MY FAVOURITE CASE James McDermott, barrister and UCD law lecturerIn a case where a vendor didn't tell the buyer her home was haunted, the judge got into the spirit with ghostly puns
What is your favourite case?
My favourite case is Stambovsky v Ackley, which concerns a ghost estate with a difference.
In 1990 Helen Ackley put her old Victorian mansion in Nyack, New York, up for sale. Jeffery Stambovsky agreed to buy the house for $650,000 making an immediate down payment of $32,500.
However, unbeknownst to its proud new owner, the property was possessed by poltergeists.
As well as performing the usual tasks involved in haunting a house, the phantoms took it upon themselves to wake Ackley every morning by shaking her bed. This haunting was well known in the locality, with the property described in one newspaper article as “a riverfront Victorian (with ghost)”.
It had also been the subject of an article in the Reader’s Digest, which according to one legal commentator constituted “Perhaps the ultimate accolade for any socially ambitious haunted house.”
When she was selling the house, Ackley failed to reveal the fact that it was haunted to Stambovsky who, being from out of town, was unaware of the local folklore surrounding the property.
Stambovsky had expected to take vacant possession of the property and had not been warned about any ghosts who, one imagines, would not be susceptible in the ordinary way to eviction orders.
Concerned that the haunting would reduce the value of his new home, Stambovsky instituted legal proceedings seeking both rescission of the contract of sale and damages for fraudulent misrepresentation. Stambovsky appealed to Appellate Division of the New York Supreme Court after the original trial court dismissed his action.
By a narrow 3-2 majority the Appellate Court decided in favour of Stambovsky and allowed him to rescind the contract.
No divination was required to conclude that having deliberately promoted the presence of the ghost via the national press to the public at large, with whom she had no legal relationship, Ackley was prevented from denying its existence to the purchaser of her property.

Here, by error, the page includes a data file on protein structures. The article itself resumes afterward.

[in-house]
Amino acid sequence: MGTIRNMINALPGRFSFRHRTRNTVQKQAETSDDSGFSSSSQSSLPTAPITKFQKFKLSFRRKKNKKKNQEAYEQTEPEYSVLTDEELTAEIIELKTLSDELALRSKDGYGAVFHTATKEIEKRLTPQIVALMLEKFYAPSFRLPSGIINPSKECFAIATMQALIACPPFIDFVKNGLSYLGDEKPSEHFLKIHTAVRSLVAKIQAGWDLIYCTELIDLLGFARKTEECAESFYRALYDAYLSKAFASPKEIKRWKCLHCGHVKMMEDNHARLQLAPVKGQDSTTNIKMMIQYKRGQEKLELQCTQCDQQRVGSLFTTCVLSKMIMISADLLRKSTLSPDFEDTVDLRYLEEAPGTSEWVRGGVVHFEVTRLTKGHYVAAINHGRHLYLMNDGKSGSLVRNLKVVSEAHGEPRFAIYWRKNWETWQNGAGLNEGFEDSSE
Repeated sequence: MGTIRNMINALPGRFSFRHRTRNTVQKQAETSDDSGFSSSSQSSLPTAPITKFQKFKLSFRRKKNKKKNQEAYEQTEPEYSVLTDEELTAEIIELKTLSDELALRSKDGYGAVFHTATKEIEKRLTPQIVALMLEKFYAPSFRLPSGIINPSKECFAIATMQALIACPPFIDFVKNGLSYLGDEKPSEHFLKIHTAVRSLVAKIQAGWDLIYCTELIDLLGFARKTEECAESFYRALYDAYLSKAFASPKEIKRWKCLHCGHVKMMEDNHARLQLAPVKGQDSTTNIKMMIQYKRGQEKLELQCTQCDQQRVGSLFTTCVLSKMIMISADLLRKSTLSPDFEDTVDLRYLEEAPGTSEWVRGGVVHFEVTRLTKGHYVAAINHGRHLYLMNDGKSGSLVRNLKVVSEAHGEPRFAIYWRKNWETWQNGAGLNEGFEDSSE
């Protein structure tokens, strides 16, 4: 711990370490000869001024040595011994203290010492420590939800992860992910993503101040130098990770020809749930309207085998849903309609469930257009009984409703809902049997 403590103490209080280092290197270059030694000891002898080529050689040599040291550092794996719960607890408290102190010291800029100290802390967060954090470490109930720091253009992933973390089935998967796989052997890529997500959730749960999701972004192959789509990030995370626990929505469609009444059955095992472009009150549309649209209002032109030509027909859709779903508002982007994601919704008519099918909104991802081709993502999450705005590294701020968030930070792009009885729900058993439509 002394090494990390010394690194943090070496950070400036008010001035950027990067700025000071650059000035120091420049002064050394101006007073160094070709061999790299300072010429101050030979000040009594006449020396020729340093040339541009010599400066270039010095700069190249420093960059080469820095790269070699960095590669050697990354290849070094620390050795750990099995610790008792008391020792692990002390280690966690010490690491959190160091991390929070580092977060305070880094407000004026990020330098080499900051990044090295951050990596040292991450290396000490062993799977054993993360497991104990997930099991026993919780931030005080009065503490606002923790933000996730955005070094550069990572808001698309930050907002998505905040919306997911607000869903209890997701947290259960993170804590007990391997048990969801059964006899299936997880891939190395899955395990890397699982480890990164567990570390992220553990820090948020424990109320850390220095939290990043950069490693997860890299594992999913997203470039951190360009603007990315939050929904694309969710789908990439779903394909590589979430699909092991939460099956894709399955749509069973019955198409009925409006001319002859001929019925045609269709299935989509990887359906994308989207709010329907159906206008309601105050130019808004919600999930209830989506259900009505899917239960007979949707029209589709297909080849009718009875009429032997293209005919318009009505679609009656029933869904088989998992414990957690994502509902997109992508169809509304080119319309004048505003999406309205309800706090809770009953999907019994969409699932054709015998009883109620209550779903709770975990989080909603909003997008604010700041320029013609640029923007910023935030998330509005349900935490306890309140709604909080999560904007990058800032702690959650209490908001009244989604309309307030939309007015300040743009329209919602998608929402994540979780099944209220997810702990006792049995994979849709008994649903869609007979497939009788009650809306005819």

This led the court to reach the unique conclusion that “As a matter of law, the house is haunted.”
Ordinarily the principle of “caveat emptor” (buyer beware) would apply, meaning that the vendor would have no duty to disclose defects in their property to a prospective purchaser.
However, the fact that a house was haunted was not something that would become apparent to the prospective buyer however meticulous their inspection of the property, and it was too much to envisage “a psychic or medium routinely accompanying the structural engineer on an inspection of every home subject to a contract of sale”.
The dissent was led by Justice Smith, who in a terse judgment concluded: “If the doctrine of caveat emptor is to be discarded, it should be for a reason more substantive than a poltergeist.”
Why is this your favourite case?
One of the frustrations of teaching law is that court judgments are frequently written in technical language that is not particularly accessible to a lay person. This is one of those rare cases whose memorable facts and colourfully written judgment combine to ensure that it is rarely forgotten by students.
Particularly noteworthy is the judgment of Justice Rubin, who squeezes as many ghostly puns as is humanly possible into his short judgment.
We are told that although, “the plaintiff hasn’t a ghost of a chance, I am nevertheless moved by the spirit of equity”, and reassured that the idea that a buyer should inspect the property for ghosts is “a hobgoblin which should be exorcised from the body of legal precedent and laid quietly to rest”.
In support of his decision, Rubin quotes everyone from the ghost of Hamlet’s father (“Pity me not but lend thy serious hearing to what I shall unfold”) to Hollywood movies, since when it comes to investigating paranormal activities the judge felt compelled to inquire, “Who you gonna call?” as the title song to the movie Ghostbusters asks.
Luckily for Stambovsky, the judge chose not to instead rely upon the other great catchphrase of that movie “I ain’t ’fraid of no ghosts.”
Is the case still relevant today?
It remains one of the leading cases on the boundaries of the “caveat emptor” principle.
It is also unique in that it is possibly the only decision ever in which a court concluded that, as a matter of law, a house was haunted. Perhaps best of all, it is one of those rare cases where things worked out well for both parties.
Even though Ackley lost the case, the publicity generated by it was so great that she was subsequently inundated with offers to buy her property – but, ironically, only if she could prove that the property was haunted.
But what of the poltergeists whose existence was established as a matter of law? Perhaps they were the only real losers in all of this litigation. Years later, paranormal explorers claimed to have successfully contacted the ghosts, who told them that it was not as much fun haunting the house without Ackley.